This piece originally appeared in the February 2022 edition of DS News magazine, online now.
At no other point in recent history have images of nature’s destructive force filled newspapers, TV screens, and social media pages as they do today. Nor have they been seen at such frequency and intensity. These disasters are life-changing events that force victims to rebuild their lives in the wake of the damage.
From wildfires in California and tornadoes in the South to hurricanes in the East, natural disasters are accompanied by substantial costs for governments, businesses, and individual residents, with larger catastrophes like Hurricane Katrina and Harvey resulting in losses amounting to billions of dollars.
As of October 8, 2021, there were 18 weather disaster events with losses exceeding $1 billion each in the United States. Beyond these large, widely publicized events were dozens of smaller-scale disasters that were just as disruptive to communities and residences.
Even though the government picks up a significant part of the tab through state and federal funds, the costs of natural disasters are borne most acutely by individual property owners. There’s growing concern about the possibility of climate change further compounding the crisis, negatively impacting the housing and mortgage markets.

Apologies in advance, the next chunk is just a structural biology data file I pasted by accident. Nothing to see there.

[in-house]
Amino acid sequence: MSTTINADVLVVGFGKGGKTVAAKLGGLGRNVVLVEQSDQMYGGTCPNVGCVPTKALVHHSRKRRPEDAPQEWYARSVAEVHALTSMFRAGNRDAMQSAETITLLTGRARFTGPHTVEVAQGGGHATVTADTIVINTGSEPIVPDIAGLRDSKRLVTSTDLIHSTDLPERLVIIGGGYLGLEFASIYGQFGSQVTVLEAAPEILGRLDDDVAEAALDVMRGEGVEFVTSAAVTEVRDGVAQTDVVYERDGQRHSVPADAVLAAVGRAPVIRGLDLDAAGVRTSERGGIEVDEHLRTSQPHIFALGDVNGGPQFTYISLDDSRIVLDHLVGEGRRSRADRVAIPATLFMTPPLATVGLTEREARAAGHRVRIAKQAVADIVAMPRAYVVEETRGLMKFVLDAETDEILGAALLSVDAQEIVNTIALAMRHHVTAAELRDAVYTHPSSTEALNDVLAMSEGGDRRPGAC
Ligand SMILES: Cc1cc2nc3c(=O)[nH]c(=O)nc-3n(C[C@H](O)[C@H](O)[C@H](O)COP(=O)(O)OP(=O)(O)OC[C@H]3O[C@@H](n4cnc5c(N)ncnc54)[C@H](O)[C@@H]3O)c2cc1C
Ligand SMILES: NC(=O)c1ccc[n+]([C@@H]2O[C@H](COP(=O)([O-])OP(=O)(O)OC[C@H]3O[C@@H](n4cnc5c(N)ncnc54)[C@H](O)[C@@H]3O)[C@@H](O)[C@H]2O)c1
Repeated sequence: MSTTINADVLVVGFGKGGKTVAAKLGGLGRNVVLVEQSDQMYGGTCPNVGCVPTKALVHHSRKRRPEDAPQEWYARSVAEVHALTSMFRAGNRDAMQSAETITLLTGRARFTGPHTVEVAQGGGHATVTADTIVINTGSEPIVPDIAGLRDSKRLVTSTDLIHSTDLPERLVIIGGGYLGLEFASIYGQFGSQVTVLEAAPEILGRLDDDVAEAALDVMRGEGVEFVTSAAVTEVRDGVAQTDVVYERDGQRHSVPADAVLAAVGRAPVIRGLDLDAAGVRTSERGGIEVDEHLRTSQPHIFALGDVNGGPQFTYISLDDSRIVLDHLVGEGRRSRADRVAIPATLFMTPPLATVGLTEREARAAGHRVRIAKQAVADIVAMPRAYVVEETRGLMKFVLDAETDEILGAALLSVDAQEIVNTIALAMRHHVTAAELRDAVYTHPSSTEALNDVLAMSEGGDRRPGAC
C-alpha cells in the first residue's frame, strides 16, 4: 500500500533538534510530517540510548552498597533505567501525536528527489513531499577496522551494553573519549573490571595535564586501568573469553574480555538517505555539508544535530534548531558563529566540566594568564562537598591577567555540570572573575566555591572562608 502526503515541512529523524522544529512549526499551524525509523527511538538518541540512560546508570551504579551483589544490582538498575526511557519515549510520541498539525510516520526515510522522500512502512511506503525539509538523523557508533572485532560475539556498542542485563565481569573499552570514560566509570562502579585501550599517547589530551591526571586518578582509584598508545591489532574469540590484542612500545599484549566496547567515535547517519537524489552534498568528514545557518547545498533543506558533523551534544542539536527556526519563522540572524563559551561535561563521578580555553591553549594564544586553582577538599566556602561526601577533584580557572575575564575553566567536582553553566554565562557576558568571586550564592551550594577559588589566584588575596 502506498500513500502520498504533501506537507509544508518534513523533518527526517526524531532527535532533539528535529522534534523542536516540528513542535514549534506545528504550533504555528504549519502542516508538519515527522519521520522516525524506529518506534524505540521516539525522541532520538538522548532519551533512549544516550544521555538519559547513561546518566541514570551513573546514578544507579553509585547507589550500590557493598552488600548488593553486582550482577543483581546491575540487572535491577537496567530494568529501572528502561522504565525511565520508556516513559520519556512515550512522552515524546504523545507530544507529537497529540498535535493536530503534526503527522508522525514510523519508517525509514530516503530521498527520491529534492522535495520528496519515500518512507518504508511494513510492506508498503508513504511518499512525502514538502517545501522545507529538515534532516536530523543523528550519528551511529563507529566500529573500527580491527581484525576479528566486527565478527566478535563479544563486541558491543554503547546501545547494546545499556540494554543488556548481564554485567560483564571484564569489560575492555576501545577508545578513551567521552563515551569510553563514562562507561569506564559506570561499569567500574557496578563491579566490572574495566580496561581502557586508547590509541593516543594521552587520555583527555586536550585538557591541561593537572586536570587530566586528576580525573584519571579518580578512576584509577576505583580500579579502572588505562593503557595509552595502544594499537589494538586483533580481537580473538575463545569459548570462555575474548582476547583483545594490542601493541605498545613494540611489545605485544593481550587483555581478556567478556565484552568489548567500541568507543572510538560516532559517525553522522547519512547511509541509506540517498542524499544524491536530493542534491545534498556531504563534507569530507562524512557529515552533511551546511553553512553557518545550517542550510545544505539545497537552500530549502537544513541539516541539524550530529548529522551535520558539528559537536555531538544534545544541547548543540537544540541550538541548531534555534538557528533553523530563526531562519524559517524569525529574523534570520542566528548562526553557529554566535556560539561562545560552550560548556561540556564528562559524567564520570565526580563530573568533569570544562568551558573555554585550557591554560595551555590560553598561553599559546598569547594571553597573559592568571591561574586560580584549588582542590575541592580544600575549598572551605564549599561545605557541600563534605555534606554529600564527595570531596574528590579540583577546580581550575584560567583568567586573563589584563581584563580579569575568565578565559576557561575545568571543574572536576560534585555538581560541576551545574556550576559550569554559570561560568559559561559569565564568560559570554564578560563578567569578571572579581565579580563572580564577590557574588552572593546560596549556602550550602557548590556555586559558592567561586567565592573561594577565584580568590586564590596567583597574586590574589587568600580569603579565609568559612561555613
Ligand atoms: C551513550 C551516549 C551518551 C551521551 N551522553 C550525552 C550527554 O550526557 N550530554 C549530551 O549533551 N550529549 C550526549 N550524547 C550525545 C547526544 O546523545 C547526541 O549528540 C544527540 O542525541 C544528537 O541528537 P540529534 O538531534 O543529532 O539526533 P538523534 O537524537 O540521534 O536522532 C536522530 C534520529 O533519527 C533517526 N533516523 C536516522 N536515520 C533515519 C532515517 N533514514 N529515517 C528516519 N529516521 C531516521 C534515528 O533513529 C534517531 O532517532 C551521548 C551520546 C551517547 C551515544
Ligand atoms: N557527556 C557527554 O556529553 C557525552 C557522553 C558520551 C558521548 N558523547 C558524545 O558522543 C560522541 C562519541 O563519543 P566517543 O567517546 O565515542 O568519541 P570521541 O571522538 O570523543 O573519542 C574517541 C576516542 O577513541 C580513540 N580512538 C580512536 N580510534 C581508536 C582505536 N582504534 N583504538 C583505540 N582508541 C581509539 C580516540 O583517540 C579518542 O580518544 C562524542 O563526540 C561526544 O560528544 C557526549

Now, perhaps more than ever, you need a disaster preparedness strategy. Here, it’s best to partner with a proven disaster restoration firm to speed up the recovery process.
Natural Disasters and Financial/Housing Instability
There’s no question that natural disasters can be a recipe for financial hardship and housing instability, especially for financially fragile families. The topic of natural disasters and the physical damage they cause is well covered, but their financial impact on individual residents is debated to a lesser extent.
The costly effects are especially pronounced after smaller events, which, while more frequent, don’t receive as much long-term recovery funding or temporary relief from financial institutions. It’s not surprising that natural catastrophes lead to broad and often substantial negative impacts on the financial health of individuals.
The financial toll can be seen across most measures of financial health, including credit scores, credit card debt, and mortgage performance.
The physical damage to homes is just one of the ramifications. Natural disasters impact people’s finances and income through various channels. For one, they have to pay for their mortgage while also paying to reconstruct their homes. A flooded home can leave homeowners with mortgage and rent expenses as they wait for their home to become habitable. Loss of property, such as cars and other belongings, can interrupt people’s means of livelihood.